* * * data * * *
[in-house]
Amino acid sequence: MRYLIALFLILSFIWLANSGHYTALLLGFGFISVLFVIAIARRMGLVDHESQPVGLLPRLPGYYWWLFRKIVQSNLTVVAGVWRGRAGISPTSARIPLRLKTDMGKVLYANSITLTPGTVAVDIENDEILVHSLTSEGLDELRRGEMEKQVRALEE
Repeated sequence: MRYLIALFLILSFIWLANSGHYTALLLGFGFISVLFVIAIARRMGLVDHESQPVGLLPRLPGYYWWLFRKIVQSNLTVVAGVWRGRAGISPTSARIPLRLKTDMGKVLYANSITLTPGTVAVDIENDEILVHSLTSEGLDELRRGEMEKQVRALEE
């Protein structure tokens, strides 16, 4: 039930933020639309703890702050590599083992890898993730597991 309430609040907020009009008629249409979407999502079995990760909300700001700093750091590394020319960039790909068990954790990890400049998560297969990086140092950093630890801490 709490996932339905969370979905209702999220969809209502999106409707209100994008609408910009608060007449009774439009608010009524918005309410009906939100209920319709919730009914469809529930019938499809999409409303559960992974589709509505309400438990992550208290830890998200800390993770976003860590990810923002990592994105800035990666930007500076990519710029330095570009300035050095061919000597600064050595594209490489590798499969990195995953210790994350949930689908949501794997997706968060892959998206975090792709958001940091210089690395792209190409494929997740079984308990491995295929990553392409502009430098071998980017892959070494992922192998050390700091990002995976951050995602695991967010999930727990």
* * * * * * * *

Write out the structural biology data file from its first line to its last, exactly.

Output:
[in-house]
Amino acid sequence: MRYLIALFLILSFIWLANSGHYTALLLGFGFISVLFVIAIARRMGLVDHESQPVGLLPRLPGYYWWLFRKIVQSNLTVVAGVWRGRAGISPTSARIPLRLKTDMGKVLYANSITLTPGTVAVDIENDEILVHSLTSEGLDELRRGEMEKQVRALEE
Repeated sequence: MRYLIALFLILSFIWLANSGHYTALLLGFGFISVLFVIAIARRMGLVDHESQPVGLLPRLPGYYWWLFRKIVQSNLTVVAGVWRGRAGISPTSARIPLRLKTDMGKVLYANSITLTPGTVAVDIENDEILVHSLTSEGLDELRRGEMEKQVRALEE
């Protein structure tokens, strides 16, 4: 039930933020639309703890702050590599083992890898993730597991 309430609040907020009009008629249409979407999502079995990760909300700001700093750091590394020319960039790909068990954790990890400049998560297969990086140092950093630890801490 709490996932339905969370979905209702999220969809209502999106409707209100994008609408910009608060007449009774439009608010009524918005309410009906939100209920319709919730009914469809529930019938499809999409409303559960992974589709509505309400438990992550208290830890998200800390993770976003860590990810923002990592994105800035990666930007500076990519710029330095570009300035050095061919000597600064050595594209490489590798499969990195995953210790994350949930689908949501794997997706968060892959998206975090792709958001940091210089690395792209190409494929997740079984308990491995295929990553392409502009430098071998980017892959070494992922192998050390700091990002995976951050995602695991967010999930727990």